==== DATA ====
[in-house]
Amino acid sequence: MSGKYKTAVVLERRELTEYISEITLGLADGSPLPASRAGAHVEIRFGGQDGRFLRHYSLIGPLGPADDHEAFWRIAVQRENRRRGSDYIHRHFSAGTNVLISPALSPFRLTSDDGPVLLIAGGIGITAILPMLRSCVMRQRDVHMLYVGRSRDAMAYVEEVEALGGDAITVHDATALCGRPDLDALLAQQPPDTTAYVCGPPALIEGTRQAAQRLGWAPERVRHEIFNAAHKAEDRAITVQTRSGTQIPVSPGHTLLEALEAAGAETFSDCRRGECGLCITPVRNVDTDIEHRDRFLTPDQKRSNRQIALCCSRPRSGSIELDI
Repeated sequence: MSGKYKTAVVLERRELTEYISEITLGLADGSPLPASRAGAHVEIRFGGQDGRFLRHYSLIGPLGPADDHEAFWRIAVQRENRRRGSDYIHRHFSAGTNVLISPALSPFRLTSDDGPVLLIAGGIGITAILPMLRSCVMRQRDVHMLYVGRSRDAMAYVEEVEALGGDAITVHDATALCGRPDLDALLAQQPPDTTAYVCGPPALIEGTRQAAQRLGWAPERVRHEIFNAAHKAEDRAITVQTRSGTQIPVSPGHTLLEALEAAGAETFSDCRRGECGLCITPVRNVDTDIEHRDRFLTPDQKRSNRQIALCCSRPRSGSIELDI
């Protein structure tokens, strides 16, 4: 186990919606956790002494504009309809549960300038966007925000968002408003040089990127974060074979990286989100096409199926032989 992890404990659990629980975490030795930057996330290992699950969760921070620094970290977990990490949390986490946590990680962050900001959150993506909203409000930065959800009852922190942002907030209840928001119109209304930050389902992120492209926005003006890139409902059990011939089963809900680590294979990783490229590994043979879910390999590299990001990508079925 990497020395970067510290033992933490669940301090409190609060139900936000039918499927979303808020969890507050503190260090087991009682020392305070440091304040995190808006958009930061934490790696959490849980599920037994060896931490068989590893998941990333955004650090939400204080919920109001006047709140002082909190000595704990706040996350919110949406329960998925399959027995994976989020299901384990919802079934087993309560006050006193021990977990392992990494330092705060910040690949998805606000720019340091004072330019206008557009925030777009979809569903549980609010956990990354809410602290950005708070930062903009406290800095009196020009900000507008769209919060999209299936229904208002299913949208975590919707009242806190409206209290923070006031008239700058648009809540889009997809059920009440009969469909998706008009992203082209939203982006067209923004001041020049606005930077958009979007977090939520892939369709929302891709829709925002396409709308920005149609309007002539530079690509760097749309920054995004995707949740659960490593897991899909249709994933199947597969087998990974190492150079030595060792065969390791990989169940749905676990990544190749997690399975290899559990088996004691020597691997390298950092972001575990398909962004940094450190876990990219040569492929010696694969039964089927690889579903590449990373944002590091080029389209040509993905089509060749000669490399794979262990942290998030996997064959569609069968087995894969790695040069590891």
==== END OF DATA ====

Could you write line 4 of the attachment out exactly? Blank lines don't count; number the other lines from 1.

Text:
């Protein structure tokens, strides 16, 4: 186990919606956790002494504009309809549960300038966007925000968002408003040089990127974060074979990286989100096409199926032989 992890404990659990629980975490030795930057996330290992699950969760921070620094970290977990990490949390986490946590990680962050900001959150993506909203409000930065959800009852922190942002907030209840928001119109209304930050389902992120492209926005003006890139409902059990011939089963809900680590294979990783490229590994043979879910390999590299990001990508079925 990497020395970067510290033992933490669940301090409190609060139900936000039918499927979303808020969890507050503190260090087991009682020392305070440091304040995190808006958009930061934490790696959490849980599920037994060896931490068989590893998941990333955004650090939400204080919920109001006047709140002082909190000595704990706040996350919110949406329960998925399959027995994976989020299901384990919802079934087993309560006050006193021990977990392992990494330092705060910040690949998805606000720019340091004072330019206008557009925030777009979809569903549980609010956990990354809410602290950005708070930062903009406290800095009196020009900000507008769209919060999209299936229904208002299913949208975590919707009242806190409206209290923070006031008239700058648009809540889009997809059920009440009969469909998706008009992203082209939203982006067209923004001041020049606005930077958009979007977090939520892939369709929302891709829709925002396409709308920005149609309007002539530079690509760097749309920054995004995707949740659960490593897991899909249709994933199947597969087998990974190492150079030595060792065969390791990989169940749905676990990544190749997690399975290899559990088996004691020597691997390298950092972001575990398909962004940094450190876990990219040569492929010696694969039964089927690889579903590449990373944002590091080029389209040509993905089509060749000669490399794979262990942290998030996997064959569609069968087995894969790695040069590891």